By Melissa Mitchell
The Illinois Repertory Theater is dishing up yet another hot summer season combining mystery and romance with an ample portion of comic relief. And as always, the series has a distinctly British flavor.
The English accent is a reflection of the personal and professional experiences shared by Summerfest artistic director David Knight and his longtime collaborator, wife Wendy McClure Knight. Together, the unofficial First Couple of Theater at UI for two decades has played a major role in shaping the series, which was resurrected at the request of former Provost Robert Berdahl in 1990 after several years of dormancy.
Each summer, three plays have been performed in rotation at Krannert Center for the Performing Arts' Studio Theater by the repertory company, which includes mostly UI students. And for the past seven seasons, both Knights have been in the directors' chairs, along with another theater faculty member. Given the Knights' background he was a star of stage, film and television in England for two decades; she's a Scottish-born performer with a background in ballet and movement IRT's summer season has typically featured popular fare by some of Great Britain's best-loved playwrights. Notable among them is Alan Ayckbourn, a personal favorite of Wendy Knight.
This year's selections include Ayckbourn's "Bedroom Farce," directed by Wendy Knight; Agatha Christie's "The Mousetrap," directed by David Knight; and "Sylvia" by A.R. Gurney, directed by theater professor Nancy Hovasse. (For dates and times of productions, see calendar above.)
David Knight, head of the UI's professional acting program since 1976, said Summerfest '97's program was designed to fit a formula that has been "extremely successful" since the series was reinvented. "The idea was that we would present two comedies and a thriller, and that they'd be good no junk." Beyond that, he said, the key to the series' success has always been "light summer fare, where there is air conditioning in the building and food is available."
In most respects, the '97 season is quite typical. However, behind the scenes and between the lines projected by the actors, a sub-plot is unfolding: This is the Knights' final run. When the curtain falls on Summerfest, the Knights will take their final bows and exit stage West.
After a 21-year partnership at the UI, they are retiring in August. Their immediate plans include setting up permanent residence in their condo near Boulder, Colo. The move will place them at a point equidistant between their two children: Moyra, who lives in Chicago, and Eugene, in San Francisco.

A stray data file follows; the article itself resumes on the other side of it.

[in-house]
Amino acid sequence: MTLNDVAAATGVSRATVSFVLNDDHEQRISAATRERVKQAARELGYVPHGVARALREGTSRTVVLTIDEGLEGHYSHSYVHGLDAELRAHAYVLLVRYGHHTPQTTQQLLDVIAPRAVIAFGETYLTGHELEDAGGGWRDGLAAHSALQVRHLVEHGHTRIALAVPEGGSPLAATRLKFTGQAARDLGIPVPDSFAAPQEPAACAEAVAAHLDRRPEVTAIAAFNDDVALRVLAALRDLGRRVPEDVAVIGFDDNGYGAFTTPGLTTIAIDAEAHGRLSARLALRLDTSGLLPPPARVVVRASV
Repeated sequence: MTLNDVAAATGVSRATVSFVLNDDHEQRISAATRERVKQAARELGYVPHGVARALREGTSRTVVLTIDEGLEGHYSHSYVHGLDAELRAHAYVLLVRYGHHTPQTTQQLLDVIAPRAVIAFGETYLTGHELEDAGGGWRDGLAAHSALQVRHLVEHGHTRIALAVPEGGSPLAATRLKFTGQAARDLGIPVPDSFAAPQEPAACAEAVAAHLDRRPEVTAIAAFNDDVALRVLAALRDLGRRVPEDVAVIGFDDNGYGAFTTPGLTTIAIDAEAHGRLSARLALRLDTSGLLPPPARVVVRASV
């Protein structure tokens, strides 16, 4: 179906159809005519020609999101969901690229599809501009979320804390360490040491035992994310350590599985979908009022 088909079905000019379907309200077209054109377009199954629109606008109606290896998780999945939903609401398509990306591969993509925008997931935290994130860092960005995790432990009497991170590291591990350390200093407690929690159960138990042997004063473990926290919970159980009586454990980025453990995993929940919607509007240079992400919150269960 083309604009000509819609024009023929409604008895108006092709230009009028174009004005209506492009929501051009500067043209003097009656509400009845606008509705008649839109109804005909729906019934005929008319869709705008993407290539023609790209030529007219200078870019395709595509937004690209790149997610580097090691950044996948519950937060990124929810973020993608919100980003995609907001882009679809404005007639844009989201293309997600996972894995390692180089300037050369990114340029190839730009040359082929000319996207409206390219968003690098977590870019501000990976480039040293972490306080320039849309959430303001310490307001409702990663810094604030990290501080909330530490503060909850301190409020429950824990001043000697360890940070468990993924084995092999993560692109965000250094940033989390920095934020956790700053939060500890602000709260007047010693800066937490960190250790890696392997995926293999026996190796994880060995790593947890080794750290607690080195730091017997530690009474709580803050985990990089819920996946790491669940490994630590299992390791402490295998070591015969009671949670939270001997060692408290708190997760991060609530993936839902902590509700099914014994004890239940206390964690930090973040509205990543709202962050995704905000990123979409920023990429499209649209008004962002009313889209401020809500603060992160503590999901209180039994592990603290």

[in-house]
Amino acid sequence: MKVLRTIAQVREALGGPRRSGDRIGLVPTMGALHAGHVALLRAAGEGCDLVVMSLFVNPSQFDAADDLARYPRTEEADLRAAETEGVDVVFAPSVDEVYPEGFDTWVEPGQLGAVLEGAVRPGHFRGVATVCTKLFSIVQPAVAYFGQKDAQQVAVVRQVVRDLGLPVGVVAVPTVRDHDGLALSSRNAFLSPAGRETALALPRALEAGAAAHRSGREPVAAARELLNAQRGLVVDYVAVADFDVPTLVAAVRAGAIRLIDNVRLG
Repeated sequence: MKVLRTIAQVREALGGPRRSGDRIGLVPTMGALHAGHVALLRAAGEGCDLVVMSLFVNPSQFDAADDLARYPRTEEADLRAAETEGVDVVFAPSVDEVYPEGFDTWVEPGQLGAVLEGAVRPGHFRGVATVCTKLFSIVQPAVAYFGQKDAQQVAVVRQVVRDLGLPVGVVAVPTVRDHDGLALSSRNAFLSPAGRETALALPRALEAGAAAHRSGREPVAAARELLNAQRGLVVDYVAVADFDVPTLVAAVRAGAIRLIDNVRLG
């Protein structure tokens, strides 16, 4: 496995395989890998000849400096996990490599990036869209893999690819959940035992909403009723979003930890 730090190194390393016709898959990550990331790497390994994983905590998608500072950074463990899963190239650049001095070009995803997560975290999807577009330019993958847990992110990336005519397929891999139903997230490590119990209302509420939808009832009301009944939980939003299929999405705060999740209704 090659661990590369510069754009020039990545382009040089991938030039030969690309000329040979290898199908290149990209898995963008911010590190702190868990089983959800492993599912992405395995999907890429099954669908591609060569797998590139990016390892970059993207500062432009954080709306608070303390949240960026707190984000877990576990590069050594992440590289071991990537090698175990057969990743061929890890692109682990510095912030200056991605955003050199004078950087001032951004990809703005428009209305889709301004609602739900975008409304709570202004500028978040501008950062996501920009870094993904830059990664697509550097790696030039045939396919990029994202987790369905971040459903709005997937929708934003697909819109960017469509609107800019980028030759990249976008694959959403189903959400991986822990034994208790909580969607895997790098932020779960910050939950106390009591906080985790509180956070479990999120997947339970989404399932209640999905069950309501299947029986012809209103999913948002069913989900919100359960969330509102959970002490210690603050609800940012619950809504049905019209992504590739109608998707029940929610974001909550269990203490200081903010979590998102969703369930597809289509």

In the spring, the pair plans to travel to England for an extended visit with friends and relatives. After that, Wendy Knight hopes to write a book documenting her research on the dances that appear in works by William Shakespeare. In his new-found free time, David Knight said he "would love to do some acting," and "wouldn't sneer at an invitation" to come back to Illinois in the future as a guest director.
Looking back on his career at Illinois, which included 10 years as head of the theater department, David Knight said one of the accomplishments he is most proud of is the success of the graduate program in acting. The program, which he started and nurtured through the years, ranked among the top 20 in the nation in U.S. News & World Report's 1997 survey of schools.
Wendy Knight added that they are both proud of the department's ability to attract "top-notch" minority students and faculty. "They have brought strength, humor and talent to the department, and to see them grow has been wonderful." In addition, she said, having a diverse talent pool "has been so enriching for all students, because we have had to examine the history and the literature in ways we would not have done otherwise."
Besides the accomplishments and the memories, the Knights will leave
behind an additional legacy. The theater department has established the
David and Wendy McClure Knight Scholarship Fund, which, the Knights said,
will support a student "who shows promise in theater." Proceeds
from the Aug. 1, 2 and 3 Summerfest performances will be donated to the